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Journal of Lower Genital Tract Disease:
doi: 10.1097/LGT.0000000000000001
Basic Science

Reducing Misclassification Bias in Cervical Dysplasia Risk Factor Analysis With p16-Based Diagnoses

Meserve, Emily MD, MPH1; Berlin, Michelle MD, MPH2; Mori, Tomi PhD3; Krum, Robert MD4; Morgan, Terry K. MD, PhD1,2

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Objective: Conventional hematoxylin and eosin (HE)–based diagnoses have been the reference standard for cervical cancer risk factor analyses. However, this HE-based method is known to have modest interobserver reproducibility and only moderate predictive value. In contrast, more recent immunohistochemical-based diagnoses using the neoplastic marker p16 are known to improve diagnostic accuracy. Our objective was to test whether p16-based diagnoses would significantly affect high-grade dysplasia (cervical intraepithelial neoplasia 2+) risk factor analysis compared with the current reference standard (HE).

Materials and Methods: Retrospective cohort of 500 index cases were randomly selected from a series of more than 5,000 cervical biopsies performed at Kaiser Permanente Northwest from 1997 to 2003 after a patient’s first abnormal cervical Pap smear (positive for atypical squamous cells of undetermined significance). Subjects were subsequently excluded if they did not have at least 5 years of clinical follow-up, including cervical biopsies, or 3 reproducibly negative Pap smears. This yielded 358 cases for risk factor analysis. The index biopsies and all follow-up biopsies were immunostained for p16 and the proliferation marker Ki-67, which were then independently reviewed by 2 pathologists blinded to clinical outcomes. Data were analyzed by χ2 test and logistic regression modeling.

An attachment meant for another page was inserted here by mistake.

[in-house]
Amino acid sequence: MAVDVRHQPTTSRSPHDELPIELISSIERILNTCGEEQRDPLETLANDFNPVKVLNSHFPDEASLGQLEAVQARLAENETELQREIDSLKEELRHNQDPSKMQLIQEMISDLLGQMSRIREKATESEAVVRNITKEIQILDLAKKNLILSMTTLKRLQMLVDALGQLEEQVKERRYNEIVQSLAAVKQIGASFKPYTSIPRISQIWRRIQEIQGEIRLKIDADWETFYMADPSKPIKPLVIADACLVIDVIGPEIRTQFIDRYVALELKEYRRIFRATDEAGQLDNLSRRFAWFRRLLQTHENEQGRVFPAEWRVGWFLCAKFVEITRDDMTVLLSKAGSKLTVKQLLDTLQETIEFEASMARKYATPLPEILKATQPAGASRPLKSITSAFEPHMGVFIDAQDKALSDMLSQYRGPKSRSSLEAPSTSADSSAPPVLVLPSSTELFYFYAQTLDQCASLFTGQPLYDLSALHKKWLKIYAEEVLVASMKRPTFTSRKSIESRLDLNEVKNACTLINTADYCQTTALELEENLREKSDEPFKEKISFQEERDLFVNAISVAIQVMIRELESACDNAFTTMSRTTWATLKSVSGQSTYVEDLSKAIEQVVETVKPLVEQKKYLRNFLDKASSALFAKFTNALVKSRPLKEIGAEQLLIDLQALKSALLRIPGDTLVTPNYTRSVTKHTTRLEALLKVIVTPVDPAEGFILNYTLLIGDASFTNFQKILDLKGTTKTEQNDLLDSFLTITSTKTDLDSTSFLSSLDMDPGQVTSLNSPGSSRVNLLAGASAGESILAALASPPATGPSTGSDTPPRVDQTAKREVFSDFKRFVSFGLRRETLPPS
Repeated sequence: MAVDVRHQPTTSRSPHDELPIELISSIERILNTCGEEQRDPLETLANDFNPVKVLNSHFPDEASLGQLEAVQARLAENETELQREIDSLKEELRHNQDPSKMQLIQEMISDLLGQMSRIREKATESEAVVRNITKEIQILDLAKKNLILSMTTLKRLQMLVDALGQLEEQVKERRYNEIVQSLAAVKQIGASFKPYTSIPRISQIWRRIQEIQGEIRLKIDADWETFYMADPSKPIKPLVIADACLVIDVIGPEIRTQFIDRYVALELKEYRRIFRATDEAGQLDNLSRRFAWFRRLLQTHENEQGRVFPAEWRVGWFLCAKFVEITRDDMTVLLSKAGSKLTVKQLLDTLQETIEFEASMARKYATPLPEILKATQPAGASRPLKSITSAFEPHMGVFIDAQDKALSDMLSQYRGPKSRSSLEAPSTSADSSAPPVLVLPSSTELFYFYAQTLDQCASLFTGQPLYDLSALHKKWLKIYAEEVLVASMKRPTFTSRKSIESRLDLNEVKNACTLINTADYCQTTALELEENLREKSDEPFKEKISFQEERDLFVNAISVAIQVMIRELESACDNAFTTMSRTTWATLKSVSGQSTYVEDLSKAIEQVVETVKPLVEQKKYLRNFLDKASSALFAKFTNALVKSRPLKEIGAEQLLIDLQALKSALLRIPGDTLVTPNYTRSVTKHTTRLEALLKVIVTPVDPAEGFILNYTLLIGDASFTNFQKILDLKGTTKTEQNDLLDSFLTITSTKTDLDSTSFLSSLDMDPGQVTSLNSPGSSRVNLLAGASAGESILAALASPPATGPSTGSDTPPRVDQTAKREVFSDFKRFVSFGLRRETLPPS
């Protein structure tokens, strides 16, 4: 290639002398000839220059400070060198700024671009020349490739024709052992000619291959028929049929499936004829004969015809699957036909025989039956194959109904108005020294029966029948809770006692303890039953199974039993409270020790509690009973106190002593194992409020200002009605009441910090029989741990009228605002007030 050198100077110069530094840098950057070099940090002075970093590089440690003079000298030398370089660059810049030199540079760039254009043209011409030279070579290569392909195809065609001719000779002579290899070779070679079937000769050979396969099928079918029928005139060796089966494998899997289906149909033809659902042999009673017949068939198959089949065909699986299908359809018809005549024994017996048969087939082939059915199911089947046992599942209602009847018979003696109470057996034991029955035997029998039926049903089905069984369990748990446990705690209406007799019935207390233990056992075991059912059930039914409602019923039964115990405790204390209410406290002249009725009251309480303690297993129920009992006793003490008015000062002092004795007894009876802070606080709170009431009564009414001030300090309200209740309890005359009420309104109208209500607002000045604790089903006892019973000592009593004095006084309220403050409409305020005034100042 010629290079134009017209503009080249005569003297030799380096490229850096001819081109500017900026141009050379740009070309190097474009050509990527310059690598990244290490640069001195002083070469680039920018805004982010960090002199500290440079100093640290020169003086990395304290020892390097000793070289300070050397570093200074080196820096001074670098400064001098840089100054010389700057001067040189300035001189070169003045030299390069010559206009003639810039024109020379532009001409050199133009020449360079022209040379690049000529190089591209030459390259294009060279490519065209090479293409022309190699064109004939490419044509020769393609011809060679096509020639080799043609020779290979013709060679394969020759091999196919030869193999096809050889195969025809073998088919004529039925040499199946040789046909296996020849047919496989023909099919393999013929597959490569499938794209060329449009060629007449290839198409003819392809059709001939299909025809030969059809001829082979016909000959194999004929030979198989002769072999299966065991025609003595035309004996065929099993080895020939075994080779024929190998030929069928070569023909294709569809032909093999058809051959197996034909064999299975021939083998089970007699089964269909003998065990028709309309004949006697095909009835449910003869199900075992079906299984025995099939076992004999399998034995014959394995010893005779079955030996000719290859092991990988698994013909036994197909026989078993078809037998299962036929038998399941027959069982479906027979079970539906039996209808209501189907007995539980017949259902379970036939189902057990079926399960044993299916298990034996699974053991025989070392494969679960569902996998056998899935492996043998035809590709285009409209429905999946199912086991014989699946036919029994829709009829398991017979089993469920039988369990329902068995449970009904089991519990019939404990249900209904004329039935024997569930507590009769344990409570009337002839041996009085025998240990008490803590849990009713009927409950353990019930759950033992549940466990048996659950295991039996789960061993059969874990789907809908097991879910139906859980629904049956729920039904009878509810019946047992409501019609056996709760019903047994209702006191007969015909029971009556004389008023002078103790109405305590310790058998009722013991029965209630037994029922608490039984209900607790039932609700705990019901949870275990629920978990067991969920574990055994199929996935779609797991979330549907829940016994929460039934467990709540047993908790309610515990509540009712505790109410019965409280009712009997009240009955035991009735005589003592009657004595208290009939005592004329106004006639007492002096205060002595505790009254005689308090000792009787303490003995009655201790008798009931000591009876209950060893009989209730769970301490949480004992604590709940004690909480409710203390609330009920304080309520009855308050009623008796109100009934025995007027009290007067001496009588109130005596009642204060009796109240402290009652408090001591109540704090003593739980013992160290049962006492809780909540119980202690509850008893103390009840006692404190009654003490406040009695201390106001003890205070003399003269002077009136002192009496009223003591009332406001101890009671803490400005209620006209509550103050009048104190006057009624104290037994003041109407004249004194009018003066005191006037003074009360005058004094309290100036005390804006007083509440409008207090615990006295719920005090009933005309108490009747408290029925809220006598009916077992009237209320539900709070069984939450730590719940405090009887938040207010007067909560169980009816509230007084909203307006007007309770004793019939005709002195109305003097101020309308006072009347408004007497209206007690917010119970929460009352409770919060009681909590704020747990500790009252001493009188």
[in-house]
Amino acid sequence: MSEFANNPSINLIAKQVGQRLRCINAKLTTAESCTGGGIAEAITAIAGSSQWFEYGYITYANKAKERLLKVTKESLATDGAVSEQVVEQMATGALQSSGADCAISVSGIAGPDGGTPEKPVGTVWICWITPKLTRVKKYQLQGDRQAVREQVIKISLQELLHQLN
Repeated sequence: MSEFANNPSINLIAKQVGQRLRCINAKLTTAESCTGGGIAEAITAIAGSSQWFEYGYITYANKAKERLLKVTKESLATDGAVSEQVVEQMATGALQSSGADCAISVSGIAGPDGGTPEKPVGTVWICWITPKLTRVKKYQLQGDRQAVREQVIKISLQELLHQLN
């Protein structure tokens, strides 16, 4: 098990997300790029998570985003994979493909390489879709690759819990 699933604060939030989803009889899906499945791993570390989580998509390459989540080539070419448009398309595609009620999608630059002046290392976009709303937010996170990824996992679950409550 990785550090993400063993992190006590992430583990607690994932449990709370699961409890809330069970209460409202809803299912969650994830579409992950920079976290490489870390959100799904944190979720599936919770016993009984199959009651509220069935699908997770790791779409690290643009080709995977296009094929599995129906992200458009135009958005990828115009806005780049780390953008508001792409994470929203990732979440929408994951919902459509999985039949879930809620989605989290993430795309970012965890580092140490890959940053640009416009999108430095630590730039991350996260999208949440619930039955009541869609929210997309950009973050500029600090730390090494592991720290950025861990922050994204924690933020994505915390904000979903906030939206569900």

Results: We observed clinically significant diagnostic errors in 22% of index biopsies. Improved accuracy using p16 strengthened the risk estimate of low family income for cervical intraepithelial neoplasia 2+ (odds ratio = 1.71, 95% confidence interval = 1.09–2.63) compared with HE-based diagnoses (odds ratio = 1.12, 95% confidence interval = 0.72–1.72). The addition of Ki-67 staining did not significantly influence these results.

Conclusions: p16-based diagnoses may affect the power of risk factor analysis, especially when using small cohorts.

Copyright © 2014 by the American Society for Colposcopy and Cervical Pathology


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